In consequence of this exploit Philopoemen was beloved by the Greeks and conspicuously honoured by them in their theatres, thus giving secret umbrage to Titus Flamininus, who was an ambitious man. For as Roman consul he thought himself more worthy of the Achaeans' admiration than a man of Arcadia, and he considered that his benefactions far exceeded those of Philopoemen, since by a single proclamation he had set free all those parts of Greece which had been subject to Philip and the Macedonians.1
After this Flamininus made peace with Nabis,2
and Nabis was treacherously put to death by the Aetolians.3
Sparta was therefore in a state of confusion, and Philopoemen, seizing his opportunity, fell upon the city with an armed force, and partly by compulsion, partly by persuasion, brought it over to his purposes and made it a member of the Achaean league.
This achievement brought him an amazing repute among the Achaeans, since through his efforts they had acquired a city of so great dignity and power (and indeed it was no slight matter that Sparta had become a member of the Achaean league); moreover, Philopoemen carried with him the principal men among the Spartans, who hoped to have in him a guardian of their liberties.
Therefore, after they had confiscated the house and property of Nabis and obtained thereby a hundred and twenty talents, they Voted to make a present of the money to Philopoemen, and to send an embassy to Megalopolis on the matter. Here, indeed, it became perfectly clear that Philopoemen not only seemed to be, but actually was, a most excellent man.4
For, to begin with, no Spartan was willing to confer with a man of his character about the acceptance of a gift, but they were all so reluctant and afraid to do it that they entrusted the business to a guest-friend of his, Timolaüs.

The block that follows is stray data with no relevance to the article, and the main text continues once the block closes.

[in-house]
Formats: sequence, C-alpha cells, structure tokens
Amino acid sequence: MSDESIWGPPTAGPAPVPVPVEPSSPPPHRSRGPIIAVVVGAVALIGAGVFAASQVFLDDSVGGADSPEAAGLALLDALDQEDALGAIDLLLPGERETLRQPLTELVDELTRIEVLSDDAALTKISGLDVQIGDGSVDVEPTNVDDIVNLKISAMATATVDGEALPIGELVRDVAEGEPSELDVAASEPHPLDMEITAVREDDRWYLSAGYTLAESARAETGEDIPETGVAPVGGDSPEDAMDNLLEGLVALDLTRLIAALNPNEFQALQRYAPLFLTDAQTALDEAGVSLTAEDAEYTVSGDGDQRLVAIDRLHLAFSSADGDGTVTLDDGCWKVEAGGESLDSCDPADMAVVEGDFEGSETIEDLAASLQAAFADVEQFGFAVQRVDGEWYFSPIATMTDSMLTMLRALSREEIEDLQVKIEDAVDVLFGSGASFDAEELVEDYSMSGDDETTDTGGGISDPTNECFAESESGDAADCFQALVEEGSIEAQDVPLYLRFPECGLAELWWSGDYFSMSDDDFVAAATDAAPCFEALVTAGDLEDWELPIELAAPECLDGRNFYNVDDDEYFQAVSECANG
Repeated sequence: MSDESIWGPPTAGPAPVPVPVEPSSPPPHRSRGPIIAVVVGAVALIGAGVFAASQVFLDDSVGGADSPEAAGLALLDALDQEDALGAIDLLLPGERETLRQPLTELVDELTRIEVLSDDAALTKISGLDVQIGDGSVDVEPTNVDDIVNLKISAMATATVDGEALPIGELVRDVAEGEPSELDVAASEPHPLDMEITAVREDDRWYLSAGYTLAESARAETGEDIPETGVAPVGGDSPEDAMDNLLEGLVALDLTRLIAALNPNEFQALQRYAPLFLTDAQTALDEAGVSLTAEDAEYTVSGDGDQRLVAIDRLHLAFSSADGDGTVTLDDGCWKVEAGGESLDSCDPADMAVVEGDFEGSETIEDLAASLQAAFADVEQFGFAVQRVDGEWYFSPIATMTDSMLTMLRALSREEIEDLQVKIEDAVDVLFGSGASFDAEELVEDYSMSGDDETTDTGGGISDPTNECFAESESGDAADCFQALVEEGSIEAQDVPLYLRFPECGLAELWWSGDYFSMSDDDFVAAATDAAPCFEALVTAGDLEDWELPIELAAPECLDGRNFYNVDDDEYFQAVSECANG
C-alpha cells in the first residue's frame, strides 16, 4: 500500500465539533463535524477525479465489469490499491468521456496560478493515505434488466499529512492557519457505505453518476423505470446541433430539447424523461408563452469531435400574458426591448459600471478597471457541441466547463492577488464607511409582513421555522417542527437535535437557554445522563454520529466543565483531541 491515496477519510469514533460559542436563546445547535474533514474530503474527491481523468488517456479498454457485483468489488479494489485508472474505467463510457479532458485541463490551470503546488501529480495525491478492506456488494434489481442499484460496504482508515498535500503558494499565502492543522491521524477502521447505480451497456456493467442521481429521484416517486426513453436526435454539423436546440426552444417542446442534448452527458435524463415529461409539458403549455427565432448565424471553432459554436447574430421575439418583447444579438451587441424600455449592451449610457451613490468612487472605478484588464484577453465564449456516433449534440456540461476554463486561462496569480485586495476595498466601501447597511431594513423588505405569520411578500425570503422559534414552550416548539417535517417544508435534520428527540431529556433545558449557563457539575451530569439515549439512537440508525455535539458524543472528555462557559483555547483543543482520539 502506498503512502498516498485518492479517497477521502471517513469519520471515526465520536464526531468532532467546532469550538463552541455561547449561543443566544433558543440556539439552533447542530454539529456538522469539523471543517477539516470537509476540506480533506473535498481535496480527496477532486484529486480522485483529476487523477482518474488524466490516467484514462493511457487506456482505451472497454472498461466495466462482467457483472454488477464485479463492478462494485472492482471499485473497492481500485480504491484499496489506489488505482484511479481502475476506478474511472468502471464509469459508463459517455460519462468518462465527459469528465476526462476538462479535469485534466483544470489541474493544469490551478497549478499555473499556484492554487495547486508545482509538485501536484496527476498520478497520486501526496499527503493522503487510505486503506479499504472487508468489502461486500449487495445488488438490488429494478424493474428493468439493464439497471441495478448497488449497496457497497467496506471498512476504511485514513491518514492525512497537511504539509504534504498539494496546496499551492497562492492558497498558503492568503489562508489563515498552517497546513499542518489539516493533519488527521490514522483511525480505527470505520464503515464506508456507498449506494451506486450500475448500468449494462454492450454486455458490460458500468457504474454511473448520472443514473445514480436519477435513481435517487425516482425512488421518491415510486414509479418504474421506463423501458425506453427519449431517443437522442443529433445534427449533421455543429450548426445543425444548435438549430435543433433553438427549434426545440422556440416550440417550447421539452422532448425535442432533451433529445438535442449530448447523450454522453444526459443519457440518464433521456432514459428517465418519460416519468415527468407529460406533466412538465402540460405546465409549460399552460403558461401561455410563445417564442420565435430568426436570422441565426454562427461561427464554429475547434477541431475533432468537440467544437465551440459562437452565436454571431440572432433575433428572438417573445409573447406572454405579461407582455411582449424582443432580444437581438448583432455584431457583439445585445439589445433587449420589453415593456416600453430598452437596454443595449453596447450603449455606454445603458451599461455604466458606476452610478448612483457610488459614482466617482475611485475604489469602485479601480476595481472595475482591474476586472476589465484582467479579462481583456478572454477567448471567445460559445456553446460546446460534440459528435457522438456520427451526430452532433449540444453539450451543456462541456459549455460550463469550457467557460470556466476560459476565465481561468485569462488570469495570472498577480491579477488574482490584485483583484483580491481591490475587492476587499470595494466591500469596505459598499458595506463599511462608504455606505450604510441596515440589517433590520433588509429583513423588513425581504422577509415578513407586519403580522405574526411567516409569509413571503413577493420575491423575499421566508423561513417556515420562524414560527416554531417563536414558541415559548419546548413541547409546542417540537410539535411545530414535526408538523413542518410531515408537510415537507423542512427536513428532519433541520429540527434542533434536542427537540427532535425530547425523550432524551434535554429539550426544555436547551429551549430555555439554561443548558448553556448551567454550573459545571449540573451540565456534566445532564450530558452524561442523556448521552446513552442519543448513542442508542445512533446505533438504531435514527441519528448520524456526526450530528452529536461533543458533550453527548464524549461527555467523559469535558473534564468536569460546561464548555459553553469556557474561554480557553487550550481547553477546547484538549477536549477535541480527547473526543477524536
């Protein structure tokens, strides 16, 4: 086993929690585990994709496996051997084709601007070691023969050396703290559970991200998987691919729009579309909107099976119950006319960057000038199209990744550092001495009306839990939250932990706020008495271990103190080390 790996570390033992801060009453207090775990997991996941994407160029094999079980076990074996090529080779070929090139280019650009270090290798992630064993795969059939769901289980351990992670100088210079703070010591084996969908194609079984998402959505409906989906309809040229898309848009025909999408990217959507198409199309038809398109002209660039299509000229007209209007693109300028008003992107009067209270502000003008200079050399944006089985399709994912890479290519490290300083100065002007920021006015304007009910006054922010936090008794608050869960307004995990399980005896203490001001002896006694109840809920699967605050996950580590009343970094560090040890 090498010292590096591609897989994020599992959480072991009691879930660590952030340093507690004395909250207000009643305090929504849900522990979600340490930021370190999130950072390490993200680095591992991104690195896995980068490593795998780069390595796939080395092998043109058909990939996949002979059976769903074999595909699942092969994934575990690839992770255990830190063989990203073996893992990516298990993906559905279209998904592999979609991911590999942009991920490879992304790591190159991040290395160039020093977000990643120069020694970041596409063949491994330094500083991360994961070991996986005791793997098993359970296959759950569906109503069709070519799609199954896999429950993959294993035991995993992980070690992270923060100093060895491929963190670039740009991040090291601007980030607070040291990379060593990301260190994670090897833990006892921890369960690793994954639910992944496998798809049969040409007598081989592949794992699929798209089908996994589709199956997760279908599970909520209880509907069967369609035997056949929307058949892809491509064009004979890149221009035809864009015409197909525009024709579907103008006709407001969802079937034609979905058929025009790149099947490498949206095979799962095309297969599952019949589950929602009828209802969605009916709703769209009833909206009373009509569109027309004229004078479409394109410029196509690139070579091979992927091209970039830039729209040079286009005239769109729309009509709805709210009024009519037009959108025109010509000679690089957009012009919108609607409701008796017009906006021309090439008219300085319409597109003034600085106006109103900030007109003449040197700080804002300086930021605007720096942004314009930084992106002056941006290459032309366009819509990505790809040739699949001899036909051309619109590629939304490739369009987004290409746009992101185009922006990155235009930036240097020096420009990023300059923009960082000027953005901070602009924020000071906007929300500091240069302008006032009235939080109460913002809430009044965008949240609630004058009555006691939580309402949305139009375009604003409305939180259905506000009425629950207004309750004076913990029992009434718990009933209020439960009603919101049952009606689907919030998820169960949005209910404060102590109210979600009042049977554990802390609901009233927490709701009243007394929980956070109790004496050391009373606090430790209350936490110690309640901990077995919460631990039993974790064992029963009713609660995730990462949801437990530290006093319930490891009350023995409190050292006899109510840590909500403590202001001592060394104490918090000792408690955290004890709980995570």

And in the second place, Timolaüs himself, when he came to Megalopolis, having been entertained at the house of Philopoemen, and having learned thoroughly how dignified he was in his converse with others, how simple his ways of living, and how his character was nowhere to be approached and much less easy to be overcome by bribes, held his peace about the gift of money, and after giving some other excuse for his visit to him, went back home. And when he was sent a second time on the same errand, he did as before.
On his third visit, however, he at last got so far as to acquaint Philopoemen with the earnest desire of his city. Then Philopoemen, who was pleased by what he heard, went in person to Sparta, and counselled the people there not to try to bribe good men who were their friends, and by whose virtues they could profit without payment of money, but rather to buy up and corrupt the bad men who were ruining the city by their factious conduct in the assembly, to the end that such might have their mouths stopped in consequence of their venality, and so he less annoying to their fellow-citizens; for it was better, he said, to take away freedom of speech from their enemies rather than from their friends. Such was his splendid spirit in matters of money.